Hepburn romanization

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The Hepburn romanization system (ヘボン式ローマ字 Hebon-shiki Rōmaji?) is named after James Curtis Hepburn, who used it to transcribe the sounds of the Japanese language into the Latin alphabet in the third edition of his Japanese–English dictionary, published in 1887. The system was originally proposed by the Society for the Romanization of the Japanese Alphabet (羅馬字会 Rōmajikai) in 1885. The Hepburn system was subsequently revised and called Hyōjun-shiki Rōmaji (標準式ローマ字) (standard style) in 1908.[1][2] Incidentally, Hyōjun-shiki Rōmaji often refers the original proposal by the Rōmajikai in 1885 or Hepburn's dictionary.[3][4]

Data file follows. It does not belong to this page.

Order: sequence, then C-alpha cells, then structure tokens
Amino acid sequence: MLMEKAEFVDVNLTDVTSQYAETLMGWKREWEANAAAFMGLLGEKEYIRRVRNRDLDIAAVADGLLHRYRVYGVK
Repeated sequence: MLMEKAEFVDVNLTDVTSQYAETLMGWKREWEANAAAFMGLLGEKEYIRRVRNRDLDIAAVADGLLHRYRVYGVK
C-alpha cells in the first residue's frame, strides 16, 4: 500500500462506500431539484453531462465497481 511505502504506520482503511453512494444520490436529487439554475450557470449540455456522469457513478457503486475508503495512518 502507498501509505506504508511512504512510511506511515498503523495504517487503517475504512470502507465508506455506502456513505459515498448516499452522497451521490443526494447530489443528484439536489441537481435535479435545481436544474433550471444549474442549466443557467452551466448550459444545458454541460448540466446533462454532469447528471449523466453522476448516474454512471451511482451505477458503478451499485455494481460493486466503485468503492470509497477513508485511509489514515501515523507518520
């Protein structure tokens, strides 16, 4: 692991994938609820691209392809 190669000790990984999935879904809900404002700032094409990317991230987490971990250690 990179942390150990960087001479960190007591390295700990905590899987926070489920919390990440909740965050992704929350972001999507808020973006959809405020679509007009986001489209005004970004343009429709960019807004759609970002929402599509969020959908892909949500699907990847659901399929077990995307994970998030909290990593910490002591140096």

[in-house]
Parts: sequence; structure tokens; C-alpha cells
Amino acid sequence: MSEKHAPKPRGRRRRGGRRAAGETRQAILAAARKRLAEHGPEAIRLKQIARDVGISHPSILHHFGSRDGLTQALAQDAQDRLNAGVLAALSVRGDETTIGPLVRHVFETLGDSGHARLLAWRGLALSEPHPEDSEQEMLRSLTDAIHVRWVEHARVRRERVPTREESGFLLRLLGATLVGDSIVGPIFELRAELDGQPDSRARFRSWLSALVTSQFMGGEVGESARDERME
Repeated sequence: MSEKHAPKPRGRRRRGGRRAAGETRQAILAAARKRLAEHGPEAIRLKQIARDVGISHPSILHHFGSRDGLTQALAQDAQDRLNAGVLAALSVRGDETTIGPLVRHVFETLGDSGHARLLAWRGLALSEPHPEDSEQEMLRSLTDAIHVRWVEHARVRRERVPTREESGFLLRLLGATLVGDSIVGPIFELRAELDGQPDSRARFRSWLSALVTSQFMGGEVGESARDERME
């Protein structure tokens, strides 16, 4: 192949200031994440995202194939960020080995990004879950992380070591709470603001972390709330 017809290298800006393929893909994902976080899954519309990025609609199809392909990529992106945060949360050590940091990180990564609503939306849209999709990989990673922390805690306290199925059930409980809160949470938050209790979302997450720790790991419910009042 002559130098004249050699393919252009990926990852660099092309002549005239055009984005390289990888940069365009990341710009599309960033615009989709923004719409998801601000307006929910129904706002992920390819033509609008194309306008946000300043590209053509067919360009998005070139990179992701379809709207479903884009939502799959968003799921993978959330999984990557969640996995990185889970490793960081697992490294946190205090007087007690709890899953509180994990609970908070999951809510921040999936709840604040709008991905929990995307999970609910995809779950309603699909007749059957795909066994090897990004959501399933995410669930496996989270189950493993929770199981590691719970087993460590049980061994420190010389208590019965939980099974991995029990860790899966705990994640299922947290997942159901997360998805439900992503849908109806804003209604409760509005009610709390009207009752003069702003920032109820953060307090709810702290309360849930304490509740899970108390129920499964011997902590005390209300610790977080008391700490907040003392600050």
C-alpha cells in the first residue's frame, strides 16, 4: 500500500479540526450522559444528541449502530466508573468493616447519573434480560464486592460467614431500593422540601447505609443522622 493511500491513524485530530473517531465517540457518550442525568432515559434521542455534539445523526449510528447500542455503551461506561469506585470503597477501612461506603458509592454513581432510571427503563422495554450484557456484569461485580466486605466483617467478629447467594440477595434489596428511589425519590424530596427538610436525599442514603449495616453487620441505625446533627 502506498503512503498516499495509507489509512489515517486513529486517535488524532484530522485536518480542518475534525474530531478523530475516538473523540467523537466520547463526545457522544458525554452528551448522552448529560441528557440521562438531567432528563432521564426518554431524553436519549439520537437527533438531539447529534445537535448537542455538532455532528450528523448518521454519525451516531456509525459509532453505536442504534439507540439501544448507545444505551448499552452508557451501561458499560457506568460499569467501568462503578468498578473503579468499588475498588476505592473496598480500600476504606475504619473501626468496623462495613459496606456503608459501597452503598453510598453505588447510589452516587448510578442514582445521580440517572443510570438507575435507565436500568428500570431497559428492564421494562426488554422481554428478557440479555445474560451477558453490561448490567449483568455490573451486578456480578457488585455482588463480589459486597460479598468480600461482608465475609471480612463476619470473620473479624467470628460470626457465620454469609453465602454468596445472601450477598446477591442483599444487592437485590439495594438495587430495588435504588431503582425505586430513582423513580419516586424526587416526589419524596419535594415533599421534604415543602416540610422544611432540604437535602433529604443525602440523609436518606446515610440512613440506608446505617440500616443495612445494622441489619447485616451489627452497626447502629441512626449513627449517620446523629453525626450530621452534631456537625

The original and revised variants of Hepburn remain the most widely used methods of transcription of Japanese. As Hepburn is based on English phonology, an English speaker unfamiliar with Japanese will generally pronounce a word romanized in Hepburn more accurately than a word romanized in the competing Kunrei-shiki.

Kanji

Kana

Uses

Rōmaji

Punctuation

Contents

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